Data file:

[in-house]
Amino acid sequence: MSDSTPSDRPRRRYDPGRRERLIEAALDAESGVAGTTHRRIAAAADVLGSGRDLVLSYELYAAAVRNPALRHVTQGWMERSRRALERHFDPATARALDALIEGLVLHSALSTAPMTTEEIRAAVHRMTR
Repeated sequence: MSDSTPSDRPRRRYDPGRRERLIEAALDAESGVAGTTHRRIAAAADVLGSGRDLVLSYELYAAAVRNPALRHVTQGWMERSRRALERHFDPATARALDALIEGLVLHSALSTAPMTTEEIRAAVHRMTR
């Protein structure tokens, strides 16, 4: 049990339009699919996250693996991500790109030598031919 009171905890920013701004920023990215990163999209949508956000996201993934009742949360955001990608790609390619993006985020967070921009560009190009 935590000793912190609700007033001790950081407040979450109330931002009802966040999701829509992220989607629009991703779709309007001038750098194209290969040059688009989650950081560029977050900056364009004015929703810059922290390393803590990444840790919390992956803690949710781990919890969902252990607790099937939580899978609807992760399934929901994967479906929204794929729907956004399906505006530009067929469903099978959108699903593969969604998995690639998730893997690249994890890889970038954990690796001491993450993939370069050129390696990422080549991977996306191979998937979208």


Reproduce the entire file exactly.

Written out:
[in-house]
Amino acid sequence: MSDSTPSDRPRRRYDPGRRERLIEAALDAESGVAGTTHRRIAAAADVLGSGRDLVLSYELYAAAVRNPALRHVTQGWMERSRRALERHFDPATARALDALIEGLVLHSALSTAPMTTEEIRAAVHRMTR
Repeated sequence: MSDSTPSDRPRRRYDPGRRERLIEAALDAESGVAGTTHRRIAAAADVLGSGRDLVLSYELYAAAVRNPALRHVTQGWMERSRRALERHFDPATARALDALIEGLVLHSALSTAPMTTEEIRAAVHRMTR
């Protein structure tokens, strides 16, 4: 049990339009699919996250693996991500790109030598031919 009171905890920013701004920023990215990163999209949508956000996201993934009742949360955001990608790609390619993006985020967070921009560009190009 935590000793912190609700007033001790950081407040979450109330931002009802966040999701829509992220989607629009991703779709309007001038750098194209290969040059688009989650950081560029977050900056364009004015929703810059922290390393803590990444840790919390992956803690949710781990919890969902252990607790099937939580899978609807992760399934929901994967479906929204794929729907956004399906505006530009067929469903099978959108699903593969969604998995690639998730893997690249994890890889970038954990690796001491993450993939370069050129390696990422080549991977996306191979998937979208």